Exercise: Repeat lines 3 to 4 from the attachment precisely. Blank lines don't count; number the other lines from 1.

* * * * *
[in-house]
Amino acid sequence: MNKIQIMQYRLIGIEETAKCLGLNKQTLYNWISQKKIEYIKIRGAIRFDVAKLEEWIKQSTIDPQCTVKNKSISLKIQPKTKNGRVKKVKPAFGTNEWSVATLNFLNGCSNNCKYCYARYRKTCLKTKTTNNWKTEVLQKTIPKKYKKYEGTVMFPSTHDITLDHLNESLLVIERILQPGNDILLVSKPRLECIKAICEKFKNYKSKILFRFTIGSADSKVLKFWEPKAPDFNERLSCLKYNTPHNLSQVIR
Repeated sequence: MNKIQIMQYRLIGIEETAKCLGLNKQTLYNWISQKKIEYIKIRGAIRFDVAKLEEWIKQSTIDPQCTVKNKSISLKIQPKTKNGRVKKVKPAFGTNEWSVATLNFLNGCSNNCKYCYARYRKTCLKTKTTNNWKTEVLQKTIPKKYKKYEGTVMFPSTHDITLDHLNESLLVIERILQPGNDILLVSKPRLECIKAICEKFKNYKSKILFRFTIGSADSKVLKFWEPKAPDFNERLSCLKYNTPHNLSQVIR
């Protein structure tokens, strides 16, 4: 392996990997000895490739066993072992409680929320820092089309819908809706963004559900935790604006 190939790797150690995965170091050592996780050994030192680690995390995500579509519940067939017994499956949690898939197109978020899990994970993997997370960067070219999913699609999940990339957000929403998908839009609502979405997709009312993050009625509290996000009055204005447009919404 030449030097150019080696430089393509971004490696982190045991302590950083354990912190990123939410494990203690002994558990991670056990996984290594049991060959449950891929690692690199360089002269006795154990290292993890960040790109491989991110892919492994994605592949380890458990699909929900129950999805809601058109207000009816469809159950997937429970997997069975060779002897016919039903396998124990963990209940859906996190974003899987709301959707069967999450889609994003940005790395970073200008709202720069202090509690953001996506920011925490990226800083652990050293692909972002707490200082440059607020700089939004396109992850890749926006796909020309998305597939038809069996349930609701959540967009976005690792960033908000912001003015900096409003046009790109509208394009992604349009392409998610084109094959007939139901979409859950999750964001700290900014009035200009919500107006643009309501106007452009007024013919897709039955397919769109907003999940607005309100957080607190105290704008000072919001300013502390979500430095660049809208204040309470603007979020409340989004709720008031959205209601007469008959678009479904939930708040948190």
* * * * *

Repeated sequence: MNKIQIMQYRLIGIEETAKCLGLNKQTLYNWISQKKIEYIKIRGAIRFDVAKLEEWIKQSTIDPQCTVKNKSISLKIQPKTKNGRVKKVKPAFGTNEWSVATLNFLNGCSNNCKYCYARYRKTCLKTKTTNNWKTEVLQKTIPKKYKKYEGTVMFPSTHDITLDHLNESLLVIERILQPGNDILLVSKPRLECIKAICEKFKNYKSKILFRFTIGSADSKVLKFWEPKAPDFNERLSCLKYNTPHNLSQVIR
């Protein structure tokens, strides 16, 4: 392996990997000895490739066993072992409680929320820092089309819908809706963004559900935790604006 190939790797150690995965170091050592996780050994030192680690995390995500579509519940067939017994499956949690898939197109978020899990994970993997997370960067070219999913699609999940990339957000929403998908839009609502979405997709009312993050009625509290996000009055204005447009919404 030449030097150019080696430089393509971004490696982190045991302590950083354990912190990123939410494990203690002994558990991670056990996984290594049991060959449950891929690692690199360089002269006795154990290292993890960040790109491989991110892919492994994605592949380890458990699909929900129950999805809601058109207000009816469809159950997937429970997997069975060779002897016919039903396998124990963990209940859906996190974003899987709301959707069967999450889609994003940005790395970073200008709202720069202090509690953001996506920011925490990226800083652990050293692909972002707490200082440059607020700089939004396109992850890749926006796909020309998305597939038809069996349930609701959540967009976005690792960033908000912001003015900096409003046009790109509208394009992604349009392409998610084109094959007939139901979409859950999750964001700290900014009035200009919500107006643009309501106007452009007024013919897709039955397919769109907003999940607005309100957080607190105290704008000072919001300013502390979500430095660049809208204040309470603007979020409340989004709720008031959205209601007469008959678009479904939930708040948190």